Calls to Abolish:
Modern opponents of the Electoral College argue against what they call antidemocratic aspects of the institution, criticizing both the intermediary electors and the state-by-state system of voting.
Calls to fundamentally change the Electoral College reached a peak after Republican George W. Bush defeated Democrat Al Gore in the tightly contested 2000 election. Gore narrowly won the national popular vote, and many of his supporters howled that the system—even without the Supreme Court stepping in—was unfair.
One organization, National Popular Vote, has worked toward eliminating the Electoral College through an amendment to the Constitution or a state compact. National Popular Vote argues that the current system encourages presidential candidates to spend most of their time in “swing states” rather than campaigning for votes across the entire country.
This plan for a national popular vote has received a moderate level of support, but Heritage’s von Spakovsky has called it bad policy, based on mistaken assumptions. Swing states, he wrote, “can change from election to election, and many states that are today considered to be reliably ‘blue’ or ‘red’ in the presidential race were recently unpredictable.”
Many states have signed on to a bill that essentially would tie a state’s electoral votes to the national popular vote. Those states will pledge to swing all of their electoral votes to the winner of the national vote.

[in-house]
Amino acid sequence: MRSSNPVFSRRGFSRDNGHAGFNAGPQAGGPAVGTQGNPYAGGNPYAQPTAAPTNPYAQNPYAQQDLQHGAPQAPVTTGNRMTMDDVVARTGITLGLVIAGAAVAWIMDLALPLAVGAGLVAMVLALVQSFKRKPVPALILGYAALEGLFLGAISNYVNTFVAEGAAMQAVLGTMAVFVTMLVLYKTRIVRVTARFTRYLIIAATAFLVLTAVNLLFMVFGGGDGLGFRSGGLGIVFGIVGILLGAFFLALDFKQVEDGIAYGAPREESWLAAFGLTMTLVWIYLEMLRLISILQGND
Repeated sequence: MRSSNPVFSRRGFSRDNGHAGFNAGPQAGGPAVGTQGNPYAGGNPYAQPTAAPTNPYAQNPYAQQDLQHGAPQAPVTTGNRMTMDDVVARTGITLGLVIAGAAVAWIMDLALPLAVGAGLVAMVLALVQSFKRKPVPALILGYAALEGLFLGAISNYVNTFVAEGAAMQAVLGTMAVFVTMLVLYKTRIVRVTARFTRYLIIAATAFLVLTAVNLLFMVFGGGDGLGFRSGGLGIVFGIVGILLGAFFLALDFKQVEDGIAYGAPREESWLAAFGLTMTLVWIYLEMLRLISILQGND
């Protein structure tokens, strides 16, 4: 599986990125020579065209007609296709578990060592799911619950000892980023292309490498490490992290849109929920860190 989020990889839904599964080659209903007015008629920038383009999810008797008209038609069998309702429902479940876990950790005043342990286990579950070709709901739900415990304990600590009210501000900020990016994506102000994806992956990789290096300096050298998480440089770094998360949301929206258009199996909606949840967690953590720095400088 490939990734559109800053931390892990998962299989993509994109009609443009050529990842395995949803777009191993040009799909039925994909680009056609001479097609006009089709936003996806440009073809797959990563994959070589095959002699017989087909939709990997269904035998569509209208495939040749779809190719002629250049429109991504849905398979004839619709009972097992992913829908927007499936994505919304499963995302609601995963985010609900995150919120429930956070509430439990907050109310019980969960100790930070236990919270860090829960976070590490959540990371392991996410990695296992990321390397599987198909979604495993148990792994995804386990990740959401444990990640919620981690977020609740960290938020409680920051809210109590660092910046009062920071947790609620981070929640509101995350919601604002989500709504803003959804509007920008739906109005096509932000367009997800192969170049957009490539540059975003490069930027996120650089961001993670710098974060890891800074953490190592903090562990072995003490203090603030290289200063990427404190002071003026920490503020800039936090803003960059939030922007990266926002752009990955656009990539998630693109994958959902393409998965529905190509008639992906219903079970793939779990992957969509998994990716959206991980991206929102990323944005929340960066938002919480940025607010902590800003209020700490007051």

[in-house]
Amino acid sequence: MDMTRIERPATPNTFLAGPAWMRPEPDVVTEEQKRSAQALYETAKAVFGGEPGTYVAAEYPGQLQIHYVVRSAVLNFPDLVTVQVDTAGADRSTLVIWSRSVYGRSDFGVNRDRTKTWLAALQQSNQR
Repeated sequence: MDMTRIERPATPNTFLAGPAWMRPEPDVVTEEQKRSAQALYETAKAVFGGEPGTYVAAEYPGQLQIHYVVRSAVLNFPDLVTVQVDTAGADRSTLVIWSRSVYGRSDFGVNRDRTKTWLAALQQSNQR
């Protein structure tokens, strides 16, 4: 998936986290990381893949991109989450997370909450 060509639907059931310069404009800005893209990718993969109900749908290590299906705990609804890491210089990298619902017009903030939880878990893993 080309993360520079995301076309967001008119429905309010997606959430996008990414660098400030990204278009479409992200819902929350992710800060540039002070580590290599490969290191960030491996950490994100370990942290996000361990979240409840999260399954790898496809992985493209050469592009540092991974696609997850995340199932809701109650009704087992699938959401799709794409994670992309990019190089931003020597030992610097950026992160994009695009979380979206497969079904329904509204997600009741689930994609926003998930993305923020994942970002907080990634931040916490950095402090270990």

But this is because the incentives would be to appeal only to the biggest population centers. Swing states change over time, and the 2016 election could be a prime example of swing-state unpredictability and erosion of the traditional partisan political map.
Additionally, if the president were elected by unfiltered national vote, small and rural states would become irrelevant, and campaigns would spend their time in large, populous districts.
Over 200 Years of Success
Unneeded tinkering with a process that is over two centuries old could destabilize one on the steadiest political systems in the world.
As author and Texas lawyer Tara Ross wrote in a Heritage Foundation memorandum:
America’s election systems have operated smoothly for more than 200 years because the Electoral College accomplishes its intended purposes. America’s presidential election process preserves federalism, prevents chaos, grants definitive electoral outcomes, and prevents tyrannical or unreasonable rule. The Founding Fathers created a stable, well-planned, and carefully designed system—and it works.
On Election Day, Americans should appreciate the great and long-lasting constitutional tradition bequeathed to them—including the quirky Electoral College system created by the nation’s Founders.